If you’re hiring for any of these positions, expect to see a lot of good candidates coming in the door early in the year.
The U.S Bureau of Labor Statistics released its end-of-2009 figures showing which jobs suffered the most layoffs and had the fewest available openings:
- Architects. Losses in the profession hit 17.8%. The hitch here is that the building industry is so volatile that the need for architects could jump by the end of the year.
- Carpenters. The drop in building has hit this group hard. Nearly 270,000 jobs disappeared, a 17% drop. But as with architects, there could be some activity in this job category by the end of 2010.
- Production supervisors and assembly workers. Combine the movement to non-U.S. facilities and the dismal economy, and what you get is a 16% drop in jobs. And most analysts expect worse times for this sector.
- Pilots. Sully Sullenberger probably won’t have to worry, but many of his colleagues will. Jobs for pilots and flight engineers dropped by 30.4%. The outlook could get sunny if the economy grows; so will air travel and the need for pilots.
- Computer software engineers. Blame this one on the move to offshore programming. The field saw a 10% decline. But if you’re a hiring manager, don’t expect the glut in these types of job-seekers to last too long. Typically, when the economy picks up, employers tend to play catch-up with hiring IT people, and there could be a shortage before you know it.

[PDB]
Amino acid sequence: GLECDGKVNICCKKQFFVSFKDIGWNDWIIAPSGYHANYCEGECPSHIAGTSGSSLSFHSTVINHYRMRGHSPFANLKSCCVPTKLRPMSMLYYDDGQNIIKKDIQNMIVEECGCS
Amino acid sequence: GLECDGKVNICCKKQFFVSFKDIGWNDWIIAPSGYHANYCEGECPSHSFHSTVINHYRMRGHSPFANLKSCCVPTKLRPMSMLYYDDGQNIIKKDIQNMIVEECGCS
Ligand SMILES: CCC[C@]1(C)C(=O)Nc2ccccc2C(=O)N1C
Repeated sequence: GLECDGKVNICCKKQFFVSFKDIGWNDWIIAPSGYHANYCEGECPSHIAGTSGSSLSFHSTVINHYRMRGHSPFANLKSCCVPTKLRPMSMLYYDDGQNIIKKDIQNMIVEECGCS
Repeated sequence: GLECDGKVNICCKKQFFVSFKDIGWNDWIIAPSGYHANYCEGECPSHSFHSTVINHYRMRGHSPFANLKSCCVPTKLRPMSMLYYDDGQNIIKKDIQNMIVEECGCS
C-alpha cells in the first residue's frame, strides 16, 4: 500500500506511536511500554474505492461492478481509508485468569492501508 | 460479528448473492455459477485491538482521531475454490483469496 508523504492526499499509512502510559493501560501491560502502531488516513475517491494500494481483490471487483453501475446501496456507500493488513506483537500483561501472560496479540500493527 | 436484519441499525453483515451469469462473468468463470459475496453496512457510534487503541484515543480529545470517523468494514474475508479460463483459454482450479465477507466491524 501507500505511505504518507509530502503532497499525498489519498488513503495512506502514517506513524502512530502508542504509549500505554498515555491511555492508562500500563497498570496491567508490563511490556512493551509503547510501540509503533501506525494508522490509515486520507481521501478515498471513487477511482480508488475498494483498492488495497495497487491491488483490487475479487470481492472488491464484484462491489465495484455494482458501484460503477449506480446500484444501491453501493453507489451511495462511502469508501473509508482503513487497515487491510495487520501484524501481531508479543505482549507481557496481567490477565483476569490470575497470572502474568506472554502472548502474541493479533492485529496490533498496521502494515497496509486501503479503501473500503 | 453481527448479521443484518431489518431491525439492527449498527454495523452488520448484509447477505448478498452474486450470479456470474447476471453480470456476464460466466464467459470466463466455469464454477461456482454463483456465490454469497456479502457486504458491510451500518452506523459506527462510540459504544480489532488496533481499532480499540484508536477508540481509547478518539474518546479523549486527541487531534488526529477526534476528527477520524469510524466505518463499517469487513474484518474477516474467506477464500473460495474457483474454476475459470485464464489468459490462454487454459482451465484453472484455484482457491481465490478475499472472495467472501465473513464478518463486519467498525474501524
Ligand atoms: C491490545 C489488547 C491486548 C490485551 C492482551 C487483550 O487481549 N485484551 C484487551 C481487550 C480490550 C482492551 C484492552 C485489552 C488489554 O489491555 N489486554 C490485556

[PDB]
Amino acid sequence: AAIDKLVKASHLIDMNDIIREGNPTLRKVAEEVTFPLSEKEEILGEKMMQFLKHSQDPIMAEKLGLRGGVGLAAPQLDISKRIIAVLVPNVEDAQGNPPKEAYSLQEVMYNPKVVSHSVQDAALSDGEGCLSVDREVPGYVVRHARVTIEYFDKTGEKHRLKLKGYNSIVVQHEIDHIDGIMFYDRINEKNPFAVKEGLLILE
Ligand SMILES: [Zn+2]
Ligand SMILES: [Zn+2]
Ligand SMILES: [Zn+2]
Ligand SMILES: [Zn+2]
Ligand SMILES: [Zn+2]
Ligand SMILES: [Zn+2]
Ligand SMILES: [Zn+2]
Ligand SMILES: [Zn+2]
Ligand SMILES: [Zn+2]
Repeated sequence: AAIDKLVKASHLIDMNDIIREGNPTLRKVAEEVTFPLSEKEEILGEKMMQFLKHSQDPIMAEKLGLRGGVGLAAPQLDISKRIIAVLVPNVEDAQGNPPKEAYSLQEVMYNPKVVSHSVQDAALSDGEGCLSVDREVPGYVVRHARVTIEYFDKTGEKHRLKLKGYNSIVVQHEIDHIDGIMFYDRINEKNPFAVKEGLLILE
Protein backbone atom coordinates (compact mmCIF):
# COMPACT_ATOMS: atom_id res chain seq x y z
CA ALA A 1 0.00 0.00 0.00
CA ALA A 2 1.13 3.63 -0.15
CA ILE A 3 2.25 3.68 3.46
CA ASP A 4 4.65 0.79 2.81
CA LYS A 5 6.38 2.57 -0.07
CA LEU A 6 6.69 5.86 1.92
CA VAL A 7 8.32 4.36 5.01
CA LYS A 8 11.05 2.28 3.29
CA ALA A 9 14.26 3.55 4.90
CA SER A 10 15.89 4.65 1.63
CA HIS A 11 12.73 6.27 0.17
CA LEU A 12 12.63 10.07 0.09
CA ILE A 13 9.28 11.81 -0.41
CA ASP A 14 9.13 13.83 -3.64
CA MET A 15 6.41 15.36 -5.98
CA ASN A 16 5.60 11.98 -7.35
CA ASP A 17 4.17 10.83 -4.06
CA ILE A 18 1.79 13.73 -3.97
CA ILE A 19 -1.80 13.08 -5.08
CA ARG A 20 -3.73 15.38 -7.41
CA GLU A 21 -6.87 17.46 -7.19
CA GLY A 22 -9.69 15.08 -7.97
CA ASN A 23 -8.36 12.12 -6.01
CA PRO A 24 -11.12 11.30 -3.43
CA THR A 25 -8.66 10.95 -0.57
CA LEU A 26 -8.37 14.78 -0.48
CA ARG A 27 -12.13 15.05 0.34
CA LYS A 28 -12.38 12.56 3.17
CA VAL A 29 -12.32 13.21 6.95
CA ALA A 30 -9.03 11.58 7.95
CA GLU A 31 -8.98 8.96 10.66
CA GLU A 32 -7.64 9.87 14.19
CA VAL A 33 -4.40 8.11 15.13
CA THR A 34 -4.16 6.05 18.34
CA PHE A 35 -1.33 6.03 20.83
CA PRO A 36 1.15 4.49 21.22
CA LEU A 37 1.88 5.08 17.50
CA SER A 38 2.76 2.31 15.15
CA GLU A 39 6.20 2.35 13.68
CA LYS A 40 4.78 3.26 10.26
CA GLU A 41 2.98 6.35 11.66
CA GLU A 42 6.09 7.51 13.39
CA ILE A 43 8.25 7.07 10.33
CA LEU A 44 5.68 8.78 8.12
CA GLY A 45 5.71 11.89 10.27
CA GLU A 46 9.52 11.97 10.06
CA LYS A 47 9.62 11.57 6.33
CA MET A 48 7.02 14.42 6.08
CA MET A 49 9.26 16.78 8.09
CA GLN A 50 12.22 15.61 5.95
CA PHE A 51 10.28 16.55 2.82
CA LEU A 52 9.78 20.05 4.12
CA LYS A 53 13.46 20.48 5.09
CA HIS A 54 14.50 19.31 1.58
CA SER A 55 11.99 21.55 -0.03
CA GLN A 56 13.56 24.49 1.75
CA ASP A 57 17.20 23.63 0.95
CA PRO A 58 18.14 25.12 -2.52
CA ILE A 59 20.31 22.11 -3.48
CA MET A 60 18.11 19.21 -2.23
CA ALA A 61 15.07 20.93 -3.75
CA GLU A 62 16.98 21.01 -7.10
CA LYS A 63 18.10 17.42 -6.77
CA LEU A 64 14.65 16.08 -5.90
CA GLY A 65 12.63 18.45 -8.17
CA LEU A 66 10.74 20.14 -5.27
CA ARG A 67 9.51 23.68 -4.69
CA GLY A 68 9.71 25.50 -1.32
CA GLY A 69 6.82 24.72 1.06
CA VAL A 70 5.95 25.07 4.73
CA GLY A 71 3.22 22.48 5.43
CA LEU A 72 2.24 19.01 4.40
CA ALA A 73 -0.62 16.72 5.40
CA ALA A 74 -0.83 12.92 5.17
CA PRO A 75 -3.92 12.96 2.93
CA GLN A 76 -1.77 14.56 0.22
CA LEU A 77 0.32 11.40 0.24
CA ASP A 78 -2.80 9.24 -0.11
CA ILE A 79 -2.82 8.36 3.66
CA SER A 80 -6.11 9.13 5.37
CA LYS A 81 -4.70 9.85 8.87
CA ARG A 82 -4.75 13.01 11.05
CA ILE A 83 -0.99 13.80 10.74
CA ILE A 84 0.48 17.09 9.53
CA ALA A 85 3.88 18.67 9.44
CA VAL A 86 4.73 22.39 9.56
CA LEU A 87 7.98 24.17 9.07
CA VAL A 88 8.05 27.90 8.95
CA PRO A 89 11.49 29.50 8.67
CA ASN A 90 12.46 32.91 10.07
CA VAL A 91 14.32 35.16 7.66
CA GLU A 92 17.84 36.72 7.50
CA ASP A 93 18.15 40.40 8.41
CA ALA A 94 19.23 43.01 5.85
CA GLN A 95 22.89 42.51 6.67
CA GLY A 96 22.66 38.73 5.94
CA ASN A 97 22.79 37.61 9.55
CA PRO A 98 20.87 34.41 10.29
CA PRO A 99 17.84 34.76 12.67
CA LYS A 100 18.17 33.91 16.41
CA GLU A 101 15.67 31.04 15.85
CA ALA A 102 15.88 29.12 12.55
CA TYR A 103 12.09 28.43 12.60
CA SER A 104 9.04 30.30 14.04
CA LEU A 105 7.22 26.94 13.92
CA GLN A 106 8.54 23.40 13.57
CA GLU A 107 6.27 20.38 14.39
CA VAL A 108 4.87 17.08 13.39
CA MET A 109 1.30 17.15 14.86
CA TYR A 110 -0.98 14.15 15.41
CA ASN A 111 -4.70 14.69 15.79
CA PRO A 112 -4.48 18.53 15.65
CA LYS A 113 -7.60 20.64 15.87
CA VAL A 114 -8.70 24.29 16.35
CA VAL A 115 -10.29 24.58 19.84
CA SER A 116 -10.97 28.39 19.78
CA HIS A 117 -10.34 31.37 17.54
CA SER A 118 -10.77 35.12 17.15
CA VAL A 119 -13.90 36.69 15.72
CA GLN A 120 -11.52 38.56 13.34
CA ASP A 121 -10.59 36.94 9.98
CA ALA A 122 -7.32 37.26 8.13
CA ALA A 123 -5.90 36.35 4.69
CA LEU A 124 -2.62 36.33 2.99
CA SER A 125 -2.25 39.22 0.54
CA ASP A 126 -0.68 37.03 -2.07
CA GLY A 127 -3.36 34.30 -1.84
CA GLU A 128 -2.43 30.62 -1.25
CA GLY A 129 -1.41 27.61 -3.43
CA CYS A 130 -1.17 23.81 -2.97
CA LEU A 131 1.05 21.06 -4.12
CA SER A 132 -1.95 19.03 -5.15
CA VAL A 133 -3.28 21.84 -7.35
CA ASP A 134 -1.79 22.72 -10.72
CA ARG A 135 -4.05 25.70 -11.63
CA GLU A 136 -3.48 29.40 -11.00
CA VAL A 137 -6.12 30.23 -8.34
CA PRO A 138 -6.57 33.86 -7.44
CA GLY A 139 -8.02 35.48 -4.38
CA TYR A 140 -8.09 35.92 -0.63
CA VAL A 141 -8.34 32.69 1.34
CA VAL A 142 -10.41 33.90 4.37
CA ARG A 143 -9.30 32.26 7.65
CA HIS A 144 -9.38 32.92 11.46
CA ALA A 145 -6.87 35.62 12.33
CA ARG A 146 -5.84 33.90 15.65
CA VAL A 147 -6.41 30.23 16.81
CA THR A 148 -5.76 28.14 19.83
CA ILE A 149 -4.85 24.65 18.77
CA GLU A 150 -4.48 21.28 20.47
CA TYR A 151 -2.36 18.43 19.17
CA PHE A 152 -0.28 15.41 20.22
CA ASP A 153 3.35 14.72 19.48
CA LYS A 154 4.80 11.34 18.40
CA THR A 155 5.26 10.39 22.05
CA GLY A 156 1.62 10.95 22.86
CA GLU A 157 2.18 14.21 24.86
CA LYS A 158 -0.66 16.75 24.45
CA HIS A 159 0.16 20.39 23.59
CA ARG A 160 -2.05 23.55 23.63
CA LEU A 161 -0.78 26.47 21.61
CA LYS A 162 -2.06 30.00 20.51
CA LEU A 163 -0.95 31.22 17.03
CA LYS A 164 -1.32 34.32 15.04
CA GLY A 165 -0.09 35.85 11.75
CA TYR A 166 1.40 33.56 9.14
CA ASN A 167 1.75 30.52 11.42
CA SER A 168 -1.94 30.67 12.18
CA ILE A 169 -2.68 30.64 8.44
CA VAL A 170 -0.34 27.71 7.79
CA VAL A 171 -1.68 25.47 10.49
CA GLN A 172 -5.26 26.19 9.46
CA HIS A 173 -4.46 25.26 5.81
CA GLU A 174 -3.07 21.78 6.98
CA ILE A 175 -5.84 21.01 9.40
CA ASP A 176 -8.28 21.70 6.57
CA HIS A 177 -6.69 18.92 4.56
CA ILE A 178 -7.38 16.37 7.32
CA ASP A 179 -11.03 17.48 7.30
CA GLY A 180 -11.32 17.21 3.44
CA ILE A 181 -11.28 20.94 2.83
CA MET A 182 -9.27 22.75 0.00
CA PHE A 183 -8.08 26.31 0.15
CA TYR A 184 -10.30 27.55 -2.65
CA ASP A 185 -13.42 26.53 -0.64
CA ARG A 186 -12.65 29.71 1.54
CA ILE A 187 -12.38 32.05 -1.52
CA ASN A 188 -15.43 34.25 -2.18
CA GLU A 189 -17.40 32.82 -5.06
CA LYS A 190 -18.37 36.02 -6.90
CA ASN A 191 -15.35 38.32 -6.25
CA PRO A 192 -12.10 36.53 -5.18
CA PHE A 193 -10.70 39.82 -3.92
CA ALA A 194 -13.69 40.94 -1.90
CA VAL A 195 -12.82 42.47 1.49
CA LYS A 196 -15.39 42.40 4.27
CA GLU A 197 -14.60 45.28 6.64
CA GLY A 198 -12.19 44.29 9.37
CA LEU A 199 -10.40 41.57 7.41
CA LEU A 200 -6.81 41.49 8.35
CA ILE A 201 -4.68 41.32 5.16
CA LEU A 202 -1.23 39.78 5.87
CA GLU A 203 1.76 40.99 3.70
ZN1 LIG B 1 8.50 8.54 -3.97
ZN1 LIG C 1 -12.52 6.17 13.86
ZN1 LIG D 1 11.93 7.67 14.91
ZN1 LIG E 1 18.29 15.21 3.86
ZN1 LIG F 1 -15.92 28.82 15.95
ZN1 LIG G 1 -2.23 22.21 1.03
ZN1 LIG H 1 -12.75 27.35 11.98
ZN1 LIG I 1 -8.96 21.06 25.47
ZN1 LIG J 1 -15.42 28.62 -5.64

- Mechanical engineers. Jobs in the profession fell by nearly 18%. The source of the big hit: the decline of the automotive industry. A strong economy generally results in a shortage of engineering types in general, so when the economy rebounds, so should the profession.
- Construction workers. Again, it’s all about the housing and building markets. Demand for laborers fell by 14 percent. The future of the market depends largely on how quickly and how many federal stimulus dollars get pumped into the economy.
- Tellers. Automation and a bad year for banking led to a 12% drop. Analysts expect a slight rebound in the field as banks make a comeback.
- Bookkeeping, accounting and auditing clerks. More reflections of the troubles in the financial sector: jobs in this field fell 13%. Things could get better for an unexpected reason. If government, as promised, produces a string of new regulations on the financial industry, the need for bookkeeper types could expand as employers scramble to keep up with the regs.